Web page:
Hindquarters: Hindquarters are well angulated. The lay of the pelvis is approximately 30 degrees to the horizontal. The upper thighs are well developed. Stifles are well bent. Hock joints are well let down and firm. The rear pasterns are straight. Legs are parallel from the rear and turn neither in nor out. Feet are as described for the front legs. Dewclaws are not present on the hind legs.
Coat: The American Eskimo Dog has a stand-off, double coat consisting of a dense undercoat and a longer coat of guard hair growing through it to form the outer coat. It is straight with no curl or wave. There is a pronounced ruff around the neck which is more noticeable on dogs than bitches. Outer part of the ear should be well covered with short, smooth hair, with longer tufts of hair growing in front of ear openings. Hair on muzzle should be short and smooth. The backs of the front legs should be well feathered, as are the rear legs down to the hock. The tail is covered profusely with long hair. There is to be no trimming of the whiskers or body coat and such trimming will be severely penalized. The only permissible trimming is to neaten the feet and the backs of the rear pasterns.
Color: Pure white is the preferred color, although white with biscuit cream is permissible. Presence of biscuit cream should not outweigh consideration of type, structure, or temperament. The skin of the American Eskimo Dog is pink or gray. Disqualification – any color other than white or biscuit cream.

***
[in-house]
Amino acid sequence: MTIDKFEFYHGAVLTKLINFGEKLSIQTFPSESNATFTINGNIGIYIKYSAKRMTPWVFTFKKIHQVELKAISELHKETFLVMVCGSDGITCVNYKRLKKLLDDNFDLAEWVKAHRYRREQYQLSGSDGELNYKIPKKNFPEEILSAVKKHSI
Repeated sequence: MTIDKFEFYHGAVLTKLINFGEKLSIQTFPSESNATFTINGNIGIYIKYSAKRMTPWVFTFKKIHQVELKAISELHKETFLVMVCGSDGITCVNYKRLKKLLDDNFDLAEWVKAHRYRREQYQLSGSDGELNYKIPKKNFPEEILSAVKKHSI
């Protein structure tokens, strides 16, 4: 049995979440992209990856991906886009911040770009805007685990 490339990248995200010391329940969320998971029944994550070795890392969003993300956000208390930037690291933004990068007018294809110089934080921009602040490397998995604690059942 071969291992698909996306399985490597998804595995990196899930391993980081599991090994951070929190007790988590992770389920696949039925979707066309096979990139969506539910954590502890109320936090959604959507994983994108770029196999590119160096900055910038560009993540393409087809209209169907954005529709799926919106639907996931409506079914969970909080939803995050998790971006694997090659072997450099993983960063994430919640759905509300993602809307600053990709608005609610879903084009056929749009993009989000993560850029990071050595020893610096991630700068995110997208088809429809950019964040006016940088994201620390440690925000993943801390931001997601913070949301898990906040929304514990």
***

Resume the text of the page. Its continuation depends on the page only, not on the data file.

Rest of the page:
Gait: The American Eskimo Dog shall trot, not pace. The gait is agile, bold, well balanced, and frictionless, with good forequarter reach and good hindquarter drive. As speed increases, the American Eskimo Dog will single track with the legs converging toward the center line of gravity while the back remains firm, strong, and level.
Temperament: The American Eskimo Dog is intelligent, alert, and friendly, although slightly conservative. It is never overly shy nor aggressive, and such dogs are to be severely penalized in the show ring. At home it is an excellent watchdog, sounding a warning bark to announce the arrival of any stranger. It is protective of its home and family, although it does not threaten to bite or attack people. The American Eskimo Dog learns new tasks quickly and is eager to please.
Disqualifications: Any color other than white or biscuit cream. Blue eyes. Height under 9 inches or over 19 inches.
Approved: October 11, 1994 Effective: November 30, 1994